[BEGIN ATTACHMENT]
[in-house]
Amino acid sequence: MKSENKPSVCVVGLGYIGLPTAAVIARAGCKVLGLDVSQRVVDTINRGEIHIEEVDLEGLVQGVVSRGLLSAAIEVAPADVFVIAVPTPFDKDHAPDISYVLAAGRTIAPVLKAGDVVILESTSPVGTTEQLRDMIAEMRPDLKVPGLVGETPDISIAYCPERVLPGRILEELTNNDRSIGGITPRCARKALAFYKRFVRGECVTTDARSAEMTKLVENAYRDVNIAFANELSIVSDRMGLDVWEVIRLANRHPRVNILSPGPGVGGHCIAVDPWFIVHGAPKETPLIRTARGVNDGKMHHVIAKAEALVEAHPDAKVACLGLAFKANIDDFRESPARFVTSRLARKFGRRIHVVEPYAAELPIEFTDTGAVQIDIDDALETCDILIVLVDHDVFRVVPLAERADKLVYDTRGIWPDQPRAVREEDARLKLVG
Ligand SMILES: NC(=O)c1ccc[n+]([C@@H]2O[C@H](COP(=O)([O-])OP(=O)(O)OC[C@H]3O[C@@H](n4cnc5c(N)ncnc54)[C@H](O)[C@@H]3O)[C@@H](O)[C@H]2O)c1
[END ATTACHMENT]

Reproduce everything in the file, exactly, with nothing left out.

[in-house]
Amino acid sequence: MKSENKPSVCVVGLGYIGLPTAAVIARAGCKVLGLDVSQRVVDTINRGEIHIEEVDLEGLVQGVVSRGLLSAAIEVAPADVFVIAVPTPFDKDHAPDISYVLAAGRTIAPVLKAGDVVILESTSPVGTTEQLRDMIAEMRPDLKVPGLVGETPDISIAYCPERVLPGRILEELTNNDRSIGGITPRCARKALAFYKRFVRGECVTTDARSAEMTKLVENAYRDVNIAFANELSIVSDRMGLDVWEVIRLANRHPRVNILSPGPGVGGHCIAVDPWFIVHGAPKETPLIRTARGVNDGKMHHVIAKAEALVEAHPDAKVACLGLAFKANIDDFRESPARFVTSRLARKFGRRIHVVEPYAAELPIEFTDTGAVQIDIDDALETCDILIVLVDHDVFRVVPLAERADKLVYDTRGIWPDQPRAVREEDARLKLVG
Ligand SMILES: NC(=O)c1ccc[n+]([C@@H]2O[C@H](COP(=O)([O-])OP(=O)(O)OC[C@H]3O[C@@H](n4cnc5c(N)ncnc54)[C@H](O)[C@@H]3O)[C@@H](O)[C@H]2O)c1